The justices said that overturning the conviction, and barring any further prosecution, “is the only remedy that comports with society’s reasonable expectations of its elected prosecutors and our criminal justice system”.

As Cosby was set free from the state prison in Montgomery County, his appeals lawyer, Jennifer Bonjean, said he “should never have been prosecuted for these offences”.

“District attorneys can’t change it up simply because of their political motivation,” she said, adding Cosby remains in excellent health, apart from being legally blind.

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He later tweeted an old photo of himself with his fist raised and eyes closed, with the caption: “I have never changed my stance nor my story. I have always maintained my innocence. Thank you to all my fans, supporters and friends who stood by me through this ordeal. Special thanks to the Pennsylvania Supreme Court for upholding the rules of law.”

In a statement, Mr Steele said Cosby went free “on a procedural issue that is irrelevant to the facts of the crime”.

He commended Ms Constand for coming forward and added: “My hope is that this decision will not dampen the reporting of sexual assaults by victims. We still believe that no one is above the law — including those who are rich, famous and powerful.”

“FINALLY!!!! A terrible wrong is being righted — a miscarriage of justice is corrected!” the actor’s Cosby Show co-star Phylicia Rashad tweeted.

“I am furious to hear this news,” tweeted actor Amber Tamblyn, a founder of Time’s Up, an advocacy group for victims of sexual assault. “I personally know women who this man drugged and raped while unconscious. Shame on the court and this decision.”

Four judges formed the majority that ruled in Cosby’s favour, while three dissented in whole or in part.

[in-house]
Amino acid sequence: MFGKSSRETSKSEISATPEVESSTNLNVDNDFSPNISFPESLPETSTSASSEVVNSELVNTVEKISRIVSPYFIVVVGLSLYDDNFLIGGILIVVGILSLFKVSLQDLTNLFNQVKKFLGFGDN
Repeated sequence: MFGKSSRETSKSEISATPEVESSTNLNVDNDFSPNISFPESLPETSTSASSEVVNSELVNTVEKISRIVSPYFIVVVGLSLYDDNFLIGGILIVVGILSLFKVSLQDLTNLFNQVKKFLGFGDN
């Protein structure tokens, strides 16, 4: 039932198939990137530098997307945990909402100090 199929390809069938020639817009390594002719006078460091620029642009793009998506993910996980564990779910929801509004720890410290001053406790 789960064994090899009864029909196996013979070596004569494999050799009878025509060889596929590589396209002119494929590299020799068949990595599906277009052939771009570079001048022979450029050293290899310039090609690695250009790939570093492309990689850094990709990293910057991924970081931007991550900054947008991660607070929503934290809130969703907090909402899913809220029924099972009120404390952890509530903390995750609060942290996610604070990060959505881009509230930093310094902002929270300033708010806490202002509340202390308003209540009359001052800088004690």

Even though Cosby was charged only with the assault on Ms Constand, the trial judge allowed five other accusers to give evidence that they were similarly victimised by Cosby in the 1980s. Prosecutors called them as witnesses to establish what they said was a pattern of criminal behaviour.

Cosby’s lawyers argued on appeal that the use of the five additional accusers was improper.

The Pennsylvania high court did not weigh in on the question, saying it was moot given its finding that Cosby should not have been prosecuted in the first place.

In May, Cosby was denied parole after refusing to participate in sex offender programmes behind bars. He has long said he would resist the treatment programmes and refuse to acknowledge wrongdoing even if it meant serving the full 10-year sentence.

Prosecutors said Cosby repeatedly used his fame and “family man” persona to manipulate young women, holding himself out as a mentor before betraying them.

The groundbreaking black actor, who grew up in public housing in Philadelphia, made a fortune estimated at 400 million dollars (£290 million) during his 50 years in the entertainment industry that included the TV shows I Spy, The Cosby Show and Fat Albert, along with comedy albums and a multitude of television commercials.

In the deposition that spelled his downfall, the comedian said under oath that he used to offer tranquillisers to women he wanted to have sex with. He eventually settled with Ms Constand for 3.4 million dollars (£2.4 million).